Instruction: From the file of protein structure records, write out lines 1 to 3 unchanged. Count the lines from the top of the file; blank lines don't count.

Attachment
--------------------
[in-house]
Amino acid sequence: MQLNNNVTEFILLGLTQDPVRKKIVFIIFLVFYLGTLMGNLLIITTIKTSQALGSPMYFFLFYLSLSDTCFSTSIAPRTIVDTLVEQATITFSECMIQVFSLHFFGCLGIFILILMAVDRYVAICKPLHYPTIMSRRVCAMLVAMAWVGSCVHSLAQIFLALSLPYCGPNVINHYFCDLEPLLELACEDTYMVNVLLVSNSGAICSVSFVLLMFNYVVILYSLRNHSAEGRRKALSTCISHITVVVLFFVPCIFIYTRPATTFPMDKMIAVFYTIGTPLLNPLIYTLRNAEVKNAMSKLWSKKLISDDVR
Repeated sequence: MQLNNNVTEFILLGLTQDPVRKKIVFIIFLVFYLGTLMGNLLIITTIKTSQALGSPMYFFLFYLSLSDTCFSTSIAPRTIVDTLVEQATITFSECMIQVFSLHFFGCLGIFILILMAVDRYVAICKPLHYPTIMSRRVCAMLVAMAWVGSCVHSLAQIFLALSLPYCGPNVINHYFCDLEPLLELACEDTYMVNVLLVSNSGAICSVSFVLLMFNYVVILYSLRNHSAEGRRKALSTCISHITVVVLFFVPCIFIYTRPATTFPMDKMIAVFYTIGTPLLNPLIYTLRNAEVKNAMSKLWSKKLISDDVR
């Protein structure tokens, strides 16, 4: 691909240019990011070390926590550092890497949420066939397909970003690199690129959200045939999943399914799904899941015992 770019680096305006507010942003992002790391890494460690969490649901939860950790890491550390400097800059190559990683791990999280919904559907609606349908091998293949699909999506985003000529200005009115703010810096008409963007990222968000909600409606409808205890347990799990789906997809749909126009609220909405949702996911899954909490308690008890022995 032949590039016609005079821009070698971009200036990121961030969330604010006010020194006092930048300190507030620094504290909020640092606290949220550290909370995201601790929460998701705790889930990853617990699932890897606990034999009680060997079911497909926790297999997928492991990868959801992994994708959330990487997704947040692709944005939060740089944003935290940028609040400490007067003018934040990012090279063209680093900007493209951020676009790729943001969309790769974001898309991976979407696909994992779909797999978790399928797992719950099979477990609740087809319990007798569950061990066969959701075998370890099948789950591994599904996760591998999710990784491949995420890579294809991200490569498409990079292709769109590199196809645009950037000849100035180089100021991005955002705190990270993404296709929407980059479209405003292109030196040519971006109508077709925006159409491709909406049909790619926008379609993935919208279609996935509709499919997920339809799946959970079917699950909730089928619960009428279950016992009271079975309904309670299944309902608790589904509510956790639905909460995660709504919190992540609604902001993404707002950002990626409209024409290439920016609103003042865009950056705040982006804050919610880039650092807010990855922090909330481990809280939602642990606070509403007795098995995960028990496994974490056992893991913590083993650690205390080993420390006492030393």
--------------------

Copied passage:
[in-house]
Amino acid sequence: MQLNNNVTEFILLGLTQDPVRKKIVFIIFLVFYLGTLMGNLLIITTIKTSQALGSPMYFFLFYLSLSDTCFSTSIAPRTIVDTLVEQATITFSECMIQVFSLHFFGCLGIFILILMAVDRYVAICKPLHYPTIMSRRVCAMLVAMAWVGSCVHSLAQIFLALSLPYCGPNVINHYFCDLEPLLELACEDTYMVNVLLVSNSGAICSVSFVLLMFNYVVILYSLRNHSAEGRRKALSTCISHITVVVLFFVPCIFIYTRPATTFPMDKMIAVFYTIGTPLLNPLIYTLRNAEVKNAMSKLWSKKLISDDVR
Repeated sequence: MQLNNNVTEFILLGLTQDPVRKKIVFIIFLVFYLGTLMGNLLIITTIKTSQALGSPMYFFLFYLSLSDTCFSTSIAPRTIVDTLVEQATITFSECMIQVFSLHFFGCLGIFILILMAVDRYVAICKPLHYPTIMSRRVCAMLVAMAWVGSCVHSLAQIFLALSLPYCGPNVINHYFCDLEPLLELACEDTYMVNVLLVSNSGAICSVSFVLLMFNYVVILYSLRNHSAEGRRKALSTCISHITVVVLFFVPCIFIYTRPATTFPMDKMIAVFYTIGTPLLNPLIYTLRNAEVKNAMSKLWSKKLISDDVR